Butler: Bulls, bears and one ‘Fearless Girl’
Staring defiantly in the path of a charging bull, there’s a new symbol — a young girl — on Wall Street these days. “Fearless Girl” has gained national attention since the bronze statue was installed in March to honor National Women’s History Month.
The iconic bull, of course, represents bull markets. The permanence of the sculpture, we could say, represents the entire period from 1900 until today, as the Dow Jones industrial average has climbed from 50 to more than 21,000, so it has relevance to long-term buy-and-hold investors.
If the bull was meant to represent just periodic rising markets, we would be continually trotting it back and forth between a warehouse and Wall Street. Leaving it there during a crash would be an embarrassment. “Fearless Girl,” on the other hand, can stay there indefinitely.
The latest issue of Morningstar magazine has an article titled “The Anatomy of a Bull Market.” Following it, coincidentally, is an article titled “Investing in Firms with Female Leaders.” First, based on a study of the market over the past 90 years, the average bull market lasted 8.1 years, with an average return of 387 percent. The average bear market lasted 1.5 years, with an average loss of 35 percent.
The study included various aspects of bull and bear markets, but the most important were “velocity” and “source of return.” Velocity is the length of time exhibited by bull and bear markets and the average annualized rate of return per year during each period.
Ten of the 12 bull markets since 1903 had average annual gains greater than 15 percent. Annualized losses in 10 of 11 bear markets exceeded 15 percent, but keep in mind that the period was only for an average of 1.5 years. Bull markets, with their 8.1-year average run, racked up annual returns averaging more than 15 percent.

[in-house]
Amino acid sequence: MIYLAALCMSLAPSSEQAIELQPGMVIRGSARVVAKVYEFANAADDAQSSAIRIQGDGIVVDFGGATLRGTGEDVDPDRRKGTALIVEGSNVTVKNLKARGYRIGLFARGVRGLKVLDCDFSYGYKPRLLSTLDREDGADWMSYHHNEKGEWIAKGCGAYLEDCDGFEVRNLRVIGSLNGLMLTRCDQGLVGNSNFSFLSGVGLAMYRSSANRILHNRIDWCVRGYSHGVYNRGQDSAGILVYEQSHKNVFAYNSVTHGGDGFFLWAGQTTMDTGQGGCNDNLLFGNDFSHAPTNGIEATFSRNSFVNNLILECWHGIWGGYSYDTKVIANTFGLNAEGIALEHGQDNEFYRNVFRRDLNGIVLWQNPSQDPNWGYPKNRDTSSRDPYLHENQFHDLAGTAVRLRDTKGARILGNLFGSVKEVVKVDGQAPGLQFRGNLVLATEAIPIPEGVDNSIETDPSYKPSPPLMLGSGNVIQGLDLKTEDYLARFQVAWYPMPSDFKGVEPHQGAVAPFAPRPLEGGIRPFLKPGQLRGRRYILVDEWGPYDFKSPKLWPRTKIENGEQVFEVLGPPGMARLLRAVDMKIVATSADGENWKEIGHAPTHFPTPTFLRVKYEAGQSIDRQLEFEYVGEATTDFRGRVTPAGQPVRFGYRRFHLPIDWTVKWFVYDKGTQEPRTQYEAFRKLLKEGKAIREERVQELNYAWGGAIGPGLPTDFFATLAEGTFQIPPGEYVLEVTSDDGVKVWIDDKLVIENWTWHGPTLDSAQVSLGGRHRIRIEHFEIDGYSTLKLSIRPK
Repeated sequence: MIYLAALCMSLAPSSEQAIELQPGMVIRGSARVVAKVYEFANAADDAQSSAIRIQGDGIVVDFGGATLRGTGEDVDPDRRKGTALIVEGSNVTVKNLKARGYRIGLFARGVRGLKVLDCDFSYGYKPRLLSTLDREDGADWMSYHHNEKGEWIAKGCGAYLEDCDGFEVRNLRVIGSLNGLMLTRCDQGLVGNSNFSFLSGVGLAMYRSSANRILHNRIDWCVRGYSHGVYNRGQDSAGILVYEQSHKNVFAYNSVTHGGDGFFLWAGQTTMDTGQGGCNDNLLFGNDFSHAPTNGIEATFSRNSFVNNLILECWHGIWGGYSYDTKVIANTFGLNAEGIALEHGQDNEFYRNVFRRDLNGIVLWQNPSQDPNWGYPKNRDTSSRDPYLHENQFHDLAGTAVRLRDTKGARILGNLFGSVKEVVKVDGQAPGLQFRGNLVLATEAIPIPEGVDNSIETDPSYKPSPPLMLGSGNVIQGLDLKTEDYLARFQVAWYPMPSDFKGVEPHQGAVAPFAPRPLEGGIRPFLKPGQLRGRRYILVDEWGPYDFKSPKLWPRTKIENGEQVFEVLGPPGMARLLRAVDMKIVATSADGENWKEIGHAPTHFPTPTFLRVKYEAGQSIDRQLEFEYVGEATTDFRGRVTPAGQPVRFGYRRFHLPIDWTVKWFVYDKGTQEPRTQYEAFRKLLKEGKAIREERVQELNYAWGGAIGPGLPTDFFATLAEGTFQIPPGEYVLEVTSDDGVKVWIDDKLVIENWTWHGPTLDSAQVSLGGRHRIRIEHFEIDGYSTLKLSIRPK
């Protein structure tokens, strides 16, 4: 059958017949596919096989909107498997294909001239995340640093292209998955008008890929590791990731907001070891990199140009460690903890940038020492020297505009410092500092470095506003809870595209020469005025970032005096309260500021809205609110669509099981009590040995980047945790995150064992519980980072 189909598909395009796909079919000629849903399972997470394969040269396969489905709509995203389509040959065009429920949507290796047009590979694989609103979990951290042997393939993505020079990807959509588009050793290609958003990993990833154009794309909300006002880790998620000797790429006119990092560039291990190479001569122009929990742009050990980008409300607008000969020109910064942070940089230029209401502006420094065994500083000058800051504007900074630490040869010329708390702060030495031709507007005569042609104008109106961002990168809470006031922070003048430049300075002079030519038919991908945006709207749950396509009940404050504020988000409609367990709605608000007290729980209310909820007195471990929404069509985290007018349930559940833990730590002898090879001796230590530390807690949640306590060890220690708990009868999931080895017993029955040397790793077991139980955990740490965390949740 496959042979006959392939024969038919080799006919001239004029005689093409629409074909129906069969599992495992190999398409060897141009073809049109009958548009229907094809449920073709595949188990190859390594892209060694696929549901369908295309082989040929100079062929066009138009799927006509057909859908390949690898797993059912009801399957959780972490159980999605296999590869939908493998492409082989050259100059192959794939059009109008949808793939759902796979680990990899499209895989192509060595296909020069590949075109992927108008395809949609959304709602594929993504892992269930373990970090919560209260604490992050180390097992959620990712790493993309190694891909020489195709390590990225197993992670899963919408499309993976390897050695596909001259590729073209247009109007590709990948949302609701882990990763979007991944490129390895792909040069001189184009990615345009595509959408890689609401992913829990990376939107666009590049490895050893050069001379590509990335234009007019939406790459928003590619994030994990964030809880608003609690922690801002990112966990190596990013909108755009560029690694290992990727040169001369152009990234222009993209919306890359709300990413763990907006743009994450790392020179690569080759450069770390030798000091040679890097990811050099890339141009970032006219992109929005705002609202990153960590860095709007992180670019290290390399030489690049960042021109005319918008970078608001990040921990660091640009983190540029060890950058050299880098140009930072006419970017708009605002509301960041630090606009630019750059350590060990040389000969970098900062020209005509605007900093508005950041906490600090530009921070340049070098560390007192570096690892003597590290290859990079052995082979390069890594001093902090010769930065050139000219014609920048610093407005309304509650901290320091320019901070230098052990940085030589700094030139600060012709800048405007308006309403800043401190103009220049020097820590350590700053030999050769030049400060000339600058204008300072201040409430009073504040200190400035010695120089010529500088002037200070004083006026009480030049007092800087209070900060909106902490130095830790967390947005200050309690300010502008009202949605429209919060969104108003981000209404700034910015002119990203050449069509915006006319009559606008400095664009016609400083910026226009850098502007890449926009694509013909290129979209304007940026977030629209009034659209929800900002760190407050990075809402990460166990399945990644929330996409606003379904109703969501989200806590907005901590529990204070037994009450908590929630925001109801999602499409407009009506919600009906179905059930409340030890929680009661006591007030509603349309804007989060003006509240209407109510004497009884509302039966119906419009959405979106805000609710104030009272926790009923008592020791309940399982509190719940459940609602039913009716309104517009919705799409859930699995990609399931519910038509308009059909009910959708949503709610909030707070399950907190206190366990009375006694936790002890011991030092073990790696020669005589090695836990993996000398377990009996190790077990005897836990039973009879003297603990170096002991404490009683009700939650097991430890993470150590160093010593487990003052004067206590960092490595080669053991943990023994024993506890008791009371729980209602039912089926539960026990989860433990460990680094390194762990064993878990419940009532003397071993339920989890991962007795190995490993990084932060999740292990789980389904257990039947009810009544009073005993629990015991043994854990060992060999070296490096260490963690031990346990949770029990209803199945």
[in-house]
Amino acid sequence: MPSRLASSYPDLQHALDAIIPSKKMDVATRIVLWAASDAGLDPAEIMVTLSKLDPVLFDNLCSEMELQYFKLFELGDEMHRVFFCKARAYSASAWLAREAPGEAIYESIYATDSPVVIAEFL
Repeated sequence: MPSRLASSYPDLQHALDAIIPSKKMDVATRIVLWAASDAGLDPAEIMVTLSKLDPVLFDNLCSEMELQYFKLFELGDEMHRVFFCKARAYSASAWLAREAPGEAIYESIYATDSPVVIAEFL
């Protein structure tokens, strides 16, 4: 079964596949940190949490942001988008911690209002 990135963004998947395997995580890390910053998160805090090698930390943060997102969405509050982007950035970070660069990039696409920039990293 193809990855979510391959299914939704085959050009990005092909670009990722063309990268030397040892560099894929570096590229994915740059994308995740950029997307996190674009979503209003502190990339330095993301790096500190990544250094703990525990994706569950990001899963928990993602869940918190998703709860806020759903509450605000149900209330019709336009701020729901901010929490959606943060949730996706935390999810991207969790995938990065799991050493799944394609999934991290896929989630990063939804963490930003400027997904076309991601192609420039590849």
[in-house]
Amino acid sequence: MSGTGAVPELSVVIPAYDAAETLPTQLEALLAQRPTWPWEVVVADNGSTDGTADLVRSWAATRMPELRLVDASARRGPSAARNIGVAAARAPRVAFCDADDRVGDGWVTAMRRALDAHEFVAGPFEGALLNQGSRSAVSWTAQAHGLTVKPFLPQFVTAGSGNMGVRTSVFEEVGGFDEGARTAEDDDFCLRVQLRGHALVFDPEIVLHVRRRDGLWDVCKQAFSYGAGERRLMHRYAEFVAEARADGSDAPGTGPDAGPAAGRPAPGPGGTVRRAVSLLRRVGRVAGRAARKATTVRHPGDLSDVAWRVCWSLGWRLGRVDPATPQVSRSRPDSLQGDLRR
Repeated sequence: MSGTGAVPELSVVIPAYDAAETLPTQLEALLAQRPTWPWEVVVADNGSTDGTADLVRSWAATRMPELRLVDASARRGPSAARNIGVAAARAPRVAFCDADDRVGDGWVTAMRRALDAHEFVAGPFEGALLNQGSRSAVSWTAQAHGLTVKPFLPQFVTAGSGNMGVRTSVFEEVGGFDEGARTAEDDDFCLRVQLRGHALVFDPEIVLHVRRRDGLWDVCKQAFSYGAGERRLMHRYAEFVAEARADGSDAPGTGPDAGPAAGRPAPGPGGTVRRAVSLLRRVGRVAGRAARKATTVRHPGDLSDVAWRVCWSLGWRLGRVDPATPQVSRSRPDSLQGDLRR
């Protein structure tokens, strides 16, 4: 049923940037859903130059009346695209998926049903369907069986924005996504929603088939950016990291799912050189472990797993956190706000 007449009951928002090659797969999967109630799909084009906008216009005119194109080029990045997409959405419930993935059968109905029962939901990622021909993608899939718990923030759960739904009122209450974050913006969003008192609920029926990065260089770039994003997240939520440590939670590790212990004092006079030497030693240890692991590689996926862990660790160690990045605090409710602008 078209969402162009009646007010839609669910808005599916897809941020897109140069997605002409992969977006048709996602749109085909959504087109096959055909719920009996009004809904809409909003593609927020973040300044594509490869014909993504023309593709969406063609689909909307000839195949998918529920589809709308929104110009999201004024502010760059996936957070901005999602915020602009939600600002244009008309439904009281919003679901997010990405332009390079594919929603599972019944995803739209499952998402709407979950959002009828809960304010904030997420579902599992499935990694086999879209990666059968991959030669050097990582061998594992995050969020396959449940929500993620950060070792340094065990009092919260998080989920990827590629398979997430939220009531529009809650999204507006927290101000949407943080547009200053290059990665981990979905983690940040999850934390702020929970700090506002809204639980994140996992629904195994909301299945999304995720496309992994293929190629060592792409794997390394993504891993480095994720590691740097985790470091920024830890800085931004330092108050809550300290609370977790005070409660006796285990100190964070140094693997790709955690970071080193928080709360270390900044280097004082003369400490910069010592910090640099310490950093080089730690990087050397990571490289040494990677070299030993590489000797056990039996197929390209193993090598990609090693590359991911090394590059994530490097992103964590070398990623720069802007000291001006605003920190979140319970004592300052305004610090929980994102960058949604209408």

At first glance, we might attribute these impressive returns to be a reflection of companies in general that have prospered and grown over the years. However, it’s not that simple.
Gains are driven by inflation, dividend yield, earnings growth and valuation changes. Inflation, for openers, has nothing to do with adroit management skills, productivity gains or inventiveness. It’s just the rising tide that raises all the ships. As dollars become cheaper, the assets that companies own become worth a greater number of those less valuable dollars.
At the same time, companies can raise their prices, and more income (in dollars at least) falls to the bottom line. It may not be “real” income, as inflation for a short period in the 1970s exceeded 18 percent per year. Some bull markets attributable to inflation involve just treading water, rather than a healthy expansion of inflation-adjusted value.
Dividend yield is the amount of profit that gets distributed and reinvested, which counts, of course, as stock market gains. Earnings growth is real, as companies increase productivity and perhaps benefit from falling interest rates that they have to pay on borrowed money. Those two factors alone account for the bulk of the gains we have seen since the recent crash. With inflation very low, the gains in value and record profits have been real.
Finally, valuation changes (increases) reflect the fact that investors think companies will continue to grow into the future. They will pay more today than the stock may be worth based on present profits if the prospects for profit growth are strong. Current price/earnings multiples are at historic highs today for this reason.
Since all bull markets turn bearish, sooner or later, where does that leave the “Fearless Girl” in our calculation?
One theory holds that firms led by women and that have more women on their boards and in management perform better overall when compared against the general corporate population. Women have been shown to make safer, less impulsive decisions than men.
Gender-diverse companies could prove to represent the next “safe port in the storm.” Dialing up “Gender Diversity Index” on a search engine will bring you to sources of information on this new investment product, which reflects a sign of the times.